It is often hard for us to see the impact our lives make. Sure, it’s far easier for us to see the impact that others have on the world around, particularly if those people are famous as a result of that impact. Take great world-renowned leaders such as Churchill, Luther-King or Gandhi; Inventors like Bell, Edison or Fleming; Scientists such as Newton, Galileo or Einstein; Writers like Hardy, Bronte or Shakespeare; Or leaders of great religious movements like Whitfield, Edwards or the Wesley Brothers. But what about the rest of us, those who live ‘ordinary’ lives?

Maybe a movie can help us to see how our ‘ordinary’ lives have an extraordinary impact on the world. “It’s a Wonderful Life” is a 1946 film directed and produced by Frank Capra and starring James Stewart and Donna Reed. The story unfolds around events in the life of George Bailey, played by Stewart. It beings one snowy Christmas eve with a clearly distressed Bailey contemplating ending his life. As the reasons for his distress become clear we become ever more aware that, due to his selflessness, George Bailey’s life has not turned out as he wished. For example, when he was young George saved his brother’s life by rescuing him from a frozen pond. Sadly, as a result George lost hearing in one ear. George’s dream is to travel and see the world, however his selflessness holds him back at every juncture. It takes a visit from his ‘Guardian Angel’ Clarence Odbody for George to see the true value of his life. Having wished he had ‘never been born’ Clarence takes George on a journey to see what life would have been like without his selfless interventions. Without George the town is a distinctly darker place and he begins to see how his life has impacted those around him. For example, George did not save his brother from the frozen pond, which in-turn meant his brother did not enlist as fighter pilot in the war and failed to win the Medal of Honor for his saving of many lives.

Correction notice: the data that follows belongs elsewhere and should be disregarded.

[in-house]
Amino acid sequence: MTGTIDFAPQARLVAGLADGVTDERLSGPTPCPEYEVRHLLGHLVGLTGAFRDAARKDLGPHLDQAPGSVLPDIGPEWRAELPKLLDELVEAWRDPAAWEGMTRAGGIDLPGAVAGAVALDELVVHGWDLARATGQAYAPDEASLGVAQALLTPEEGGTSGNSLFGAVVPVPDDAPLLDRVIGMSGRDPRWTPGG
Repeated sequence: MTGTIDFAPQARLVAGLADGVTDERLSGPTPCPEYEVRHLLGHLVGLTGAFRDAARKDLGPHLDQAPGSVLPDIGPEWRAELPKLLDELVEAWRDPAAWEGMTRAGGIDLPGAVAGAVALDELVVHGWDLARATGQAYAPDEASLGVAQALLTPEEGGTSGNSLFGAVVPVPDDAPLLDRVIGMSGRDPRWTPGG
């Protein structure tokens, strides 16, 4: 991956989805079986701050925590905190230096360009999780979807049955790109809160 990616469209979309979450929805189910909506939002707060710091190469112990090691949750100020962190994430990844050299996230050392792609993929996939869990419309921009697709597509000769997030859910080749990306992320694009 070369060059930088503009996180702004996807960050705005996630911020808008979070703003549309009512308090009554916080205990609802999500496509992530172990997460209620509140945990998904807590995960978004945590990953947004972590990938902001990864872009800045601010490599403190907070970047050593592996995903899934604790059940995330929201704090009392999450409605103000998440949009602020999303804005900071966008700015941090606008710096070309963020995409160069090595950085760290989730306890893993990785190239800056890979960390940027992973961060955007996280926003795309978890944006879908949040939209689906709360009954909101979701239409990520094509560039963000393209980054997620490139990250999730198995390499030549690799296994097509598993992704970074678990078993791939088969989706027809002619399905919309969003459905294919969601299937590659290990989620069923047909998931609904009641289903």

In fact, the bible shows an important key in helping interpret these events. Writing to the Christians in Rome, church leader and planter Paul writes “And we know that God causes all things to work together for good to those who love God, to those who are called according to His purpose”

Contained here are three noteworthy statements:

1. First we learn that this principle applies to those that “love God.” Christians are called to have a different view of the events of their lives, as these events are God ordained. Peter puts it this way, “In all this you greatly rejoice, though now for a little while you may have had to suffer grief in all kinds of trials. These have come so that the proven genuineness of your faith—of greater worth than gold, which perishes even though refined by fire—may result in praise, glory and honor when Jesus Christ is revealed.”

2. We also learn of “His Purpose.” God’s over-riding desire is to get the whole of creation back on track from its fallen state. This is a work of Redemption. According to DeVern Fromke, quoting Habakkuk, in his excellent book “Ultimate Intention” God’s desire is “for the earth [to] be filled with the knowledge of the glory of the LORD, as the waters cover the sea.“